Yes, the Democratic and Republican Parties have clearly not been allowed enough leeway in debasing our discourse and poisoning our politics; gerrymandering and district rigging are the very embodiment of "healthy competition"; and the ruling parties effectively represent the tens of millions of Americans they systematically disenfranchise in the interests of maintaining and expanding the global warfare and corporate welfare state.

While Republicans are fond of arguing that academics are nothing but Democrats with advanced degrees, and Democrats often fancy academics as objective observers or enlightened technocrats – the two above specimens suggest a third possibility, namely, that American academics profess nothing but reactionary support for the existing relations of power and the ruling political class, the reproduction of the two-party state and duopoly system of government. They could learn a thing or two from their students.

Update: In the comments, Shawn provides a link to a post at his Ranger's Arrows blog taking aim at the Beinart article mentioned above. Ranger's Arrows, by the way, is aimed directly at the two-party state: end the duopoly.


Shawn said...

Good article. I discuss Beinart's fallacies in some detail on my blog here: http://rangerswg.blogspot.com/2010/05/beinart-makes-poor-correlation-on-third.html

d.eris said...

Hah. Thanks for that link. That's the second time now you've happened to address a piece I'd meant to but put off responding to!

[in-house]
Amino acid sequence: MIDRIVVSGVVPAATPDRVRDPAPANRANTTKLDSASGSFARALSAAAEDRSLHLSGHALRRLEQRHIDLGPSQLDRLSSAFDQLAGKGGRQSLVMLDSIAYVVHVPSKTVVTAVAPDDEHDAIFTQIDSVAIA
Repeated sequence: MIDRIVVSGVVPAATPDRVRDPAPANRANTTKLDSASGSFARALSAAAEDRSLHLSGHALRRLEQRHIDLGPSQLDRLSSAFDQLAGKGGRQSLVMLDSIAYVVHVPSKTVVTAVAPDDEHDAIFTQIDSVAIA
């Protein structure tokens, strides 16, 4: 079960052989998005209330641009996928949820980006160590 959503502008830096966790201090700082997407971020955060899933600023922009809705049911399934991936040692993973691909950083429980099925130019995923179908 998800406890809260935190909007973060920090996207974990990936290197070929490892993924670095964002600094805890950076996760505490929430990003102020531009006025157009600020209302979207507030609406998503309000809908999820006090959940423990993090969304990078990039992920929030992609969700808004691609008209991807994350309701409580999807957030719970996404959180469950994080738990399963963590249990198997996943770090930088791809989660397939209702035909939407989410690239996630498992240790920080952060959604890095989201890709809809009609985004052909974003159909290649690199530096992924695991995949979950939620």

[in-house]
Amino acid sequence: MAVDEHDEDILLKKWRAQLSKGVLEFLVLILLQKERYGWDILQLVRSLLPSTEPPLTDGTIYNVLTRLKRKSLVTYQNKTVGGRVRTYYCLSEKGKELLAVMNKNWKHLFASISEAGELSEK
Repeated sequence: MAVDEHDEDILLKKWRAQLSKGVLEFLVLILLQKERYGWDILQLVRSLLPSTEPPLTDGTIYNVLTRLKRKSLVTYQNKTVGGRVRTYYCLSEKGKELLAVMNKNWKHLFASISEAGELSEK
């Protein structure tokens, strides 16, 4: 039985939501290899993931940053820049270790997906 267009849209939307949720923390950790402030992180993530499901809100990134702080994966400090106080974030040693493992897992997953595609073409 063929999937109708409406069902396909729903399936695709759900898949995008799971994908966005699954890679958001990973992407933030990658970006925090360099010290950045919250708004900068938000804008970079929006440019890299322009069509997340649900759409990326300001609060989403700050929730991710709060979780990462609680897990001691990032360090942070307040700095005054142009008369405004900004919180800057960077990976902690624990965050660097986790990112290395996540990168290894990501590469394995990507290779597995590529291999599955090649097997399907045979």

Samuel Wilson said...

Beinart questions the viability of a professedly centrist third party but seems trapped by semantics. His notion of the center is defined entirely relative to the positions of the Democratic and Republican parties, but Thomas Friedman, for instance, proposes a "radical center" third party that would presumably reject the conventional left-right terms of political debate. That's just an example of thinking outside the existing categories, which Beinart seems incapable of doing. He shouldn't project his handicap onto the entire electorate.

d.eris said...

Another ridiculous facet of Beinart's argument is that all the "successful third party candidates" he lists to prove his point are all third party presidential candidates who actually LOST the election at issue! You'd think that someone who was actually interested in serious analysis would consider successful third party candidates who were actually successful. But, then, that would require doing the research that so many American political scientists and historians have proven incapable or unwilling to conduct.

Dinah Bee said...

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Shawn said...

Thanks for the kind words. I've enjoyed reading the posts here as well. :)